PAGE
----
You Big Bully

Over the past five years we've seen a surge of concern—as evidenced by legislation in 46 states—about bullying. That's heartening. There's no question that serious bullying hurts children and adults alike, especially Lord of the Flies-type bullying that goes beyond the usual teen drama and can destroy a child.

Some bullying, especially what happened to many now-adult gay men when they were young (cf: the masculinity patrol), includes severe physical harm. In the 1990s, Lambda Legal won a landmark lawsuit on behalf of Jamie Nabozny, whose experience in a Wisconsin school included four years of this:

Students urinated on him, pretended to rape him during class and when they found him alone kicked him so many times in the stomach that he required surgery. Although they knew of the abuse, school officials said at one point that Nabozny should expect it if he’s gay. Nabozny attempted suicide several times, dropped out of school and ultimately ran away.... a jury found the school officials liable for the harm they caused to Nabozny. The case then settled for close to $1 million.

Thank god that is no longer considered acceptable behavior in most parts of the United States.

There's a second type of bullying that doesn't include physical assault but can be nearly as destructive. In this kind, students become an emotional mob, isolating, attacking, and undermining a particular child as a "slut" or "faggot"—in person and online. Recently, a school nurse told me that middle schoolers would rather get hit by a bus than go against their peers. That struck me as accurate. The world is very small when you're 11, 12, and 13; it's composed almost entirely of the other kids you know, kids you see every day, from whose attention you have no respite. If they all hate you and say you deserve to die, that can result in a terrifying sense of hopelessness and self-hatred—especially if you are already vulnerable to what psychologists call "thinking errors" and distorted perceptions. That's why all the high school counselors and teachers I know—and all the family violence projects—are concerned about the brave new world of harassment by text, Tweet, and Facebook, which can mean that such bullying goes on around the clock, not just in school but everywhere.

And yet I worry about the breadth and approach of the new bullying laws. The best hold teachers and school administrators accountable for intervening and rechanneling excessively cruel behavior, and for implementing curricula that teach children to handle their conflicts in healthy ways. In the very best programs, the bullies—who themselves are vulnerable children—get counseling and intervention. But some are written so broadly that they can be used to over-litigate schools and to rush to punish children instead of intervening and teaching them better ways to behave.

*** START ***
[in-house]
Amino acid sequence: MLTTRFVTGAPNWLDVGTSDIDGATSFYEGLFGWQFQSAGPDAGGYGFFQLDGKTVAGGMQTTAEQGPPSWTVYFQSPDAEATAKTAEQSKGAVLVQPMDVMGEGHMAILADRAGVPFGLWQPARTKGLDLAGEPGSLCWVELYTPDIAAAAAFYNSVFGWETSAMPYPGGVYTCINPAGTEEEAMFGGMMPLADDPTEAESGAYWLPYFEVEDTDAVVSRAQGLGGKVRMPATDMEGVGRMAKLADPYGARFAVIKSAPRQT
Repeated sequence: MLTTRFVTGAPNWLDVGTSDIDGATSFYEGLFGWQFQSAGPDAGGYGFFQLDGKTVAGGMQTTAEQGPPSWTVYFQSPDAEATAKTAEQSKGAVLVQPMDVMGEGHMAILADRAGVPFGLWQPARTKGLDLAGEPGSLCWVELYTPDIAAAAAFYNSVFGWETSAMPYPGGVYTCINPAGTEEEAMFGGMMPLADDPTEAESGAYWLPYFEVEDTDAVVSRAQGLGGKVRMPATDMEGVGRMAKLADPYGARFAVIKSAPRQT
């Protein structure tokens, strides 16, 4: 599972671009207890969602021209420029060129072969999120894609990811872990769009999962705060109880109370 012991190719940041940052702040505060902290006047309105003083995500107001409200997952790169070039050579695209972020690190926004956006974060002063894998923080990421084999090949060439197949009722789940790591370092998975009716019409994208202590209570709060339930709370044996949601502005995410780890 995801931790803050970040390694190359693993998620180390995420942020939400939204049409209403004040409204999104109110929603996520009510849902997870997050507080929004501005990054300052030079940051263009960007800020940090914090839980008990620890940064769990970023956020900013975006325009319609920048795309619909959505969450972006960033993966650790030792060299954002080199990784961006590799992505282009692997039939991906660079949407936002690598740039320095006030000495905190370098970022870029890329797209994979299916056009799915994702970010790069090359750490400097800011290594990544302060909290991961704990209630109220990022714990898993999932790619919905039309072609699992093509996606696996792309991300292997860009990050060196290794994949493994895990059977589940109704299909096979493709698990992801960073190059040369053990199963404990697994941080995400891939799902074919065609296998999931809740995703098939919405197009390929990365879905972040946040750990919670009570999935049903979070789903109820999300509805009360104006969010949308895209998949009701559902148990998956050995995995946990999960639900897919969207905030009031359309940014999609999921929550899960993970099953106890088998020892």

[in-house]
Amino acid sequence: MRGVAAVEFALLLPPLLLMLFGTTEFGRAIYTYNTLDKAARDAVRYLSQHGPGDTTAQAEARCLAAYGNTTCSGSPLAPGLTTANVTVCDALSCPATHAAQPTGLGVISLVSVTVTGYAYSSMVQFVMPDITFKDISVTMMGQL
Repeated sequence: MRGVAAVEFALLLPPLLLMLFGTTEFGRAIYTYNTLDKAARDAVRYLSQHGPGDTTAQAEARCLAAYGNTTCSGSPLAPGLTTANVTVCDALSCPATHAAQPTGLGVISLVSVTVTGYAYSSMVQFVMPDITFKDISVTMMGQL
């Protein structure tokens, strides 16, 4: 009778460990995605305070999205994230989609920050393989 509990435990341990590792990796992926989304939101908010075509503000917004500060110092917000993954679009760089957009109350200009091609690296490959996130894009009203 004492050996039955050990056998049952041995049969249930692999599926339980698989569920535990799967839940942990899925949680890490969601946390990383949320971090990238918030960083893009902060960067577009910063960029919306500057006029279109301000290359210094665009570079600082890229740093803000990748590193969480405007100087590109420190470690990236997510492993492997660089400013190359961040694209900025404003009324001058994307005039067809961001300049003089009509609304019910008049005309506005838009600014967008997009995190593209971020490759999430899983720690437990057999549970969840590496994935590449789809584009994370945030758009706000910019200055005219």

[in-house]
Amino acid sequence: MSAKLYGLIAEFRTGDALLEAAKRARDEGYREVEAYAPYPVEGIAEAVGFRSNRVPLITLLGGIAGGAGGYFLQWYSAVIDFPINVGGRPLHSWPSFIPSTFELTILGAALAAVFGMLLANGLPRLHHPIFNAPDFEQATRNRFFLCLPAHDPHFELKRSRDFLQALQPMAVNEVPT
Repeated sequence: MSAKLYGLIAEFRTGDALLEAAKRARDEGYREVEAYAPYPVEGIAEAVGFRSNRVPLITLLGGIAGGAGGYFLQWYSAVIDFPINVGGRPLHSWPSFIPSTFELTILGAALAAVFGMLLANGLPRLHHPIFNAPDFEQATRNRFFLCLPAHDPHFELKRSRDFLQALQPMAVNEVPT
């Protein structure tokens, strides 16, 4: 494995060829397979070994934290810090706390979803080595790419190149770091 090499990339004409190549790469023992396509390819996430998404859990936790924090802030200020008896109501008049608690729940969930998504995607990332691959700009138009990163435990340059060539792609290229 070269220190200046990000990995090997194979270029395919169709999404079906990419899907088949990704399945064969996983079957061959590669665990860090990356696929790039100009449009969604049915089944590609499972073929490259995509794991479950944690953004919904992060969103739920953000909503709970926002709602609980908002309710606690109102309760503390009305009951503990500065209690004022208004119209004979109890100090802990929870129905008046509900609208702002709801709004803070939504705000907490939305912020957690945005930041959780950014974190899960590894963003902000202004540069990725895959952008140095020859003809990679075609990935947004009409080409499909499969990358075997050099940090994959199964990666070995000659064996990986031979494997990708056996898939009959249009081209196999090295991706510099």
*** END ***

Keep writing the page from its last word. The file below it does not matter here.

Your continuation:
Over the years, the U.S. has repeatedly rushed to blame, outlaw, and convict our way out of extremely complex social problems that require research and treatment at least as much as prosecution. "Named" laws, like "Megan's Law," or laws passed in the wake of a particularly shocking event (Tyler Clementi's suicide, for instance) can bully legislators into voting against that heinous act—without carefully examining the underlying issues. Their hearts may be right, but their target may be wrong. The most worrisome anti-bullying laws verge on criminalizing children who are still learning how to behave toward one another—without considering what other kinds of help both the bullies and the bullied might need. And while no one wants to return to the days when school administrators ignored violence against kids like Jamie Nabozny and told them to buck up, neither is it useful to terrify schools into overreacting. The Department of Education just released an analysis of what's in our 46 state laws against bullying, almost all passed in the last five years. But while the study includes information about how strong various elements of these laws are, it doesn't evaluate those elements' effectiveness. Is someone out there researching which approaches actually prevent bullying, and which overreact by, say, encouraging children to call the cops on someone who pushes them in the lunch line?

When Lady Gaga called, nearly two months ago, for criminalizing bullying, a lot of LGBT insiders winced—and reached out to her, encouraging her to re-channel her advocacy away from punishment and toward encouraging adults to help students diffuse and redirect their behavior. (Side note: Whatever you think about celebrity-driven causes, it's a fact of our world.) So I'm glad that Lady Gaga visited the White House to discuss preventing bullying. But whatever solutions emerge from those (and other) discussions really need to include ways to help children cope with conflict: counseling, programs on emotional literacy, tools for discussing (rather than acting out) feelings, and supports for emotionally vulnerable children—both the bullied, and the bullies.

As Emily Bazelon's impressive reporting has shown, suicides are far too complex to prosecute. No one kills him or herself solely because of others' hatred. (I am eagerly awaiting Bazelon's book, Sticks and Stones: The New Problem of Bullying and What To Do About it, due in about a year.) Charles M. Blow, my favorite columnist for the past few years, recently wrote a powerful piece about bullying; he outed himself as having considered suicide when he was eight years old after being bullied. But it wasn't prosecution that kept him alive; it was his internal gyroscope, an intuitive sense that he was worthy of love. Not every child has that gyroscope—or there would be neither bullies nor suicides. 

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